Frameworks — Pragmatic tools for strategic applications

As product or business leaders we keep looking for answers to some key strategic problems every time. Frameworks are the tactical tools to organise strategic thoughts and ideas such that it becomes easier to comprehend, analyse and most importantly present.

Photo by Hans-Peter Gauster on Unsplash

1. The Two Ends Framework — Two Ends to Start of Everything Strategic

Fundamentally, there are just two ends. And every answer that we are looking for lies between them. You can these two ends, as the two ends of a spectrum. Or, you may also see this as the two ends of a balance like a see-saw. This is the basic premise of the Two-Ends Framework (as I prefer to call it).

Application Example: The Job Role and Expectations

The Product Management role, for example, in a technology company can span through Technology on one end of spectrum to Business on the other end. The PM’s role can involve slightly more interactions with the technology teams, or may be is more inclined to interactions at business level. It may also depend on the phase of company, or even phase of product as to which end of the spectrum you are playing or are expected to play.

Application Example: Questioning the Status-Quo

Have you ever questioned who you are as a business? Are you a Service or a Product business? Are you a product business, but moving towards a service oriented execution. Or, are you a service company, desiring and moving towards being a product business? If you are a service business, who all will be your competition? And, what about the competition if you are a product business? What is typical valuation multiplier for these competitors? Now, where would you want to be in the spectrum? Why and how would you achieve that?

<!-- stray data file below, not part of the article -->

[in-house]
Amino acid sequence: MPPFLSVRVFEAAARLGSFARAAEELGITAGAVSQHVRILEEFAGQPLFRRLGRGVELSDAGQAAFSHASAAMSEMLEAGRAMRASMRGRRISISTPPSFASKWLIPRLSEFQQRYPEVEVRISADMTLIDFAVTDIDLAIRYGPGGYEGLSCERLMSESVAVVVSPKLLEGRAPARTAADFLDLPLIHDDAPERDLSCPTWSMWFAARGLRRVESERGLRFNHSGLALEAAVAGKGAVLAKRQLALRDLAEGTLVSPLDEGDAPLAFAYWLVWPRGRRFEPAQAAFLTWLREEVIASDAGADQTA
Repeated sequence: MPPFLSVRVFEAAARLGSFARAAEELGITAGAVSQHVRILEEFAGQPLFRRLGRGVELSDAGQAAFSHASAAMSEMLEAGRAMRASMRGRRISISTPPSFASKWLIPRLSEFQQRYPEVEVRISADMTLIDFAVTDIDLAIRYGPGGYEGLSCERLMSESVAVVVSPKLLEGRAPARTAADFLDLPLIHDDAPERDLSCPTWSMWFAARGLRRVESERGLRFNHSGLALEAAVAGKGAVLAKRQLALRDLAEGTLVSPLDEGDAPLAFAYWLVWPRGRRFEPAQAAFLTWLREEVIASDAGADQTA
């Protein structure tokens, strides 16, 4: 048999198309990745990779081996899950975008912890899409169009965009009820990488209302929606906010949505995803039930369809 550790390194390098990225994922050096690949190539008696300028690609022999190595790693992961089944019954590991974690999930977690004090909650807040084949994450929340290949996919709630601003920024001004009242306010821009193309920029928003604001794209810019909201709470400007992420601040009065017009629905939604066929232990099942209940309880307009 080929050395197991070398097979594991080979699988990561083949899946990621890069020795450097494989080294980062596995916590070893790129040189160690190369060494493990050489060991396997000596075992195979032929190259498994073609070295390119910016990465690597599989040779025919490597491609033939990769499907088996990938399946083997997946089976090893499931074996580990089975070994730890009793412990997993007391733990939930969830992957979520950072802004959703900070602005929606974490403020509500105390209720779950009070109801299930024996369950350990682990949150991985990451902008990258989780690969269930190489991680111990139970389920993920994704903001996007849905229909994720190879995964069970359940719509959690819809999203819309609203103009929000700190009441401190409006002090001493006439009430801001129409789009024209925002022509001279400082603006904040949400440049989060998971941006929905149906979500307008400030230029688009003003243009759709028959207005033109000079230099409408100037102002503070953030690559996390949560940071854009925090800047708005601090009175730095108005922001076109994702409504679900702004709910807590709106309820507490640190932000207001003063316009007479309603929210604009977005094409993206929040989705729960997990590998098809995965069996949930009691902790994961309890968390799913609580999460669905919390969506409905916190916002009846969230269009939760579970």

2. The Two-by-Two Framework — Classical Approach to Every Problem

The two-by-two is by far the most versatile frameworks of all to categorise one’s ideas. It helps compare thoughts by two independent attributes and categorise them into four distinct quadrants. It is applied extensively at so many applications:

  • Kraljic matrix: Business Impact & Supply Risk
  • The ANSOFF matrix: Product & Market
  • Gartner’s Magic Quadrants: Execution & Vision
  • SWOT: Origin and Effect analysis
Steve Jobs introduces iPhone in 2007. Uses a 2x2 to create positioning of the iPhone explains how iPhone is a leapfrog device.

Application Example: What kind of content platform would you want to be?

Regardless of the famous matrices, one may also use the two-by-two for analysis of many of the general thoughts. Let’s say if I want to build a content platform, then the two independent attributes could possibly be: quantity and quality, i.e., quantity of content, and quality of content. The four quadrants could then be a combination of Low-High of each of these two, giving a 2x2 matrix.

Building a Content company — 2x2 matrix application example

Natural Extension: Three-by-Three

Similar to above two-by-two where the two independent attributes are distributed into low and high to give a 2x2 matrix, in case of a three-by-three another dimension of “medium” is added to the mix giving a 3x3 matrix.

Multi-Attribute Extension — The Daisy Graph

When you go a level deeper in the problem, you see that though there are just two attributes, but may be Low, Medium and High just doesn’t cut it and there are many more levels which command attention.

Daisy Graph as used for Customer Segmentation and Target Market Analysis

3. The AITB Framework — Carving out the path to where you want to be

The As-Is to To-Be Framework, or as I like to call it the AITB Framework, is essentially a dreamers tool and always pushes you to question the fundamental premise of building a strategy: ‘Where do you want to be?’

Application Example: Three Years from Now

In current business context, three years seems long-term. Often we build on business strategy or product strategy for three to five years out. When doing that, there are some inherent goals that must be achieved. It could be revenue numbers, margin numbers, market share numbers, geographic expansion etc.

Concluding Remarks

So, we saw three of the most fundamental and simple frameworks that we can use for organising any set of ideas and thoughts, and going deeper from here on. Of the two-ends framework, the two-by-two and the AITB framework, I must say, the two-by-two is incredibly powerful.

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